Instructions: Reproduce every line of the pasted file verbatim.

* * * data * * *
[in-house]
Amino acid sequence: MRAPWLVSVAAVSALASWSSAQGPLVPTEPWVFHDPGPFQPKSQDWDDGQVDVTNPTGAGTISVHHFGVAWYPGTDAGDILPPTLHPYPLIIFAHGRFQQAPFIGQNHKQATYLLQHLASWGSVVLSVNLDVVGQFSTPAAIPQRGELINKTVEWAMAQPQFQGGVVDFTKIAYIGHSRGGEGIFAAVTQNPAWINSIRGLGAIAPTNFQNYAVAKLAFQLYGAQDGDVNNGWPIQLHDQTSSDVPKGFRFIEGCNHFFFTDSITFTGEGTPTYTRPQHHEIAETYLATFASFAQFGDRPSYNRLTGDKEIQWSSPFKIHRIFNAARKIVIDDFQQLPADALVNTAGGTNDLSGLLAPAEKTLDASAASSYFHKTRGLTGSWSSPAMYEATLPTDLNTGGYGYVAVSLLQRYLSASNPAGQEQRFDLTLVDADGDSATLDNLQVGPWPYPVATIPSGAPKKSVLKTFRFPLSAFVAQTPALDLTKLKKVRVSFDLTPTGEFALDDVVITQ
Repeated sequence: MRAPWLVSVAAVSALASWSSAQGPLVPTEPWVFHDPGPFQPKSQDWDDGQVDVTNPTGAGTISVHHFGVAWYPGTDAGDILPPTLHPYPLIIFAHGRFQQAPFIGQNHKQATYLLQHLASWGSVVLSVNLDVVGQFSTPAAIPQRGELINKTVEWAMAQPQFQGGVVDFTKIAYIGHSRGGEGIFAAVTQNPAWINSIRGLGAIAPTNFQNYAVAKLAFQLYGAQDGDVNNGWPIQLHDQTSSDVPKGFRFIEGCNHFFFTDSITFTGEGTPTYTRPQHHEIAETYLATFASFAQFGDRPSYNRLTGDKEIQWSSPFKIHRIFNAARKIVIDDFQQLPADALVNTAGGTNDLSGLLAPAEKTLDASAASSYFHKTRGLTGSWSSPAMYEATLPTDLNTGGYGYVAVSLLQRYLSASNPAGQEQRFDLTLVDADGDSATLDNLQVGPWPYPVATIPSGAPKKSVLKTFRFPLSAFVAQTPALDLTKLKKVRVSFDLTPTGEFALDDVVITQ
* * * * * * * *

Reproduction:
[in-house]
Amino acid sequence: MRAPWLVSVAAVSALASWSSAQGPLVPTEPWVFHDPGPFQPKSQDWDDGQVDVTNPTGAGTISVHHFGVAWYPGTDAGDILPPTLHPYPLIIFAHGRFQQAPFIGQNHKQATYLLQHLASWGSVVLSVNLDVVGQFSTPAAIPQRGELINKTVEWAMAQPQFQGGVVDFTKIAYIGHSRGGEGIFAAVTQNPAWINSIRGLGAIAPTNFQNYAVAKLAFQLYGAQDGDVNNGWPIQLHDQTSSDVPKGFRFIEGCNHFFFTDSITFTGEGTPTYTRPQHHEIAETYLATFASFAQFGDRPSYNRLTGDKEIQWSSPFKIHRIFNAARKIVIDDFQQLPADALVNTAGGTNDLSGLLAPAEKTLDASAASSYFHKTRGLTGSWSSPAMYEATLPTDLNTGGYGYVAVSLLQRYLSASNPAGQEQRFDLTLVDADGDSATLDNLQVGPWPYPVATIPSGAPKKSVLKTFRFPLSAFVAQTPALDLTKLKKVRVSFDLTPTGEFALDDVVITQ
Repeated sequence: MRAPWLVSVAAVSALASWSSAQGPLVPTEPWVFHDPGPFQPKSQDWDDGQVDVTNPTGAGTISVHHFGVAWYPGTDAGDILPPTLHPYPLIIFAHGRFQQAPFIGQNHKQATYLLQHLASWGSVVLSVNLDVVGQFSTPAAIPQRGELINKTVEWAMAQPQFQGGVVDFTKIAYIGHSRGGEGIFAAVTQNPAWINSIRGLGAIAPTNFQNYAVAKLAFQLYGAQDGDVNNGWPIQLHDQTSSDVPKGFRFIEGCNHFFFTDSITFTGEGTPTYTRPQHHEIAETYLATFASFAQFGDRPSYNRLTGDKEIQWSSPFKIHRIFNAARKIVIDDFQQLPADALVNTAGGTNDLSGLLAPAEKTLDASAASSYFHKTRGLTGSWSSPAMYEATLPTDLNTGGYGYVAVSLLQRYLSASNPAGQEQRFDLTLVDADGDSATLDNLQVGPWPYPVATIPSGAPKKSVLKTFRFPLSAFVAQTPALDLTKLKKVRVSFDLTPTGEFALDDVVITQ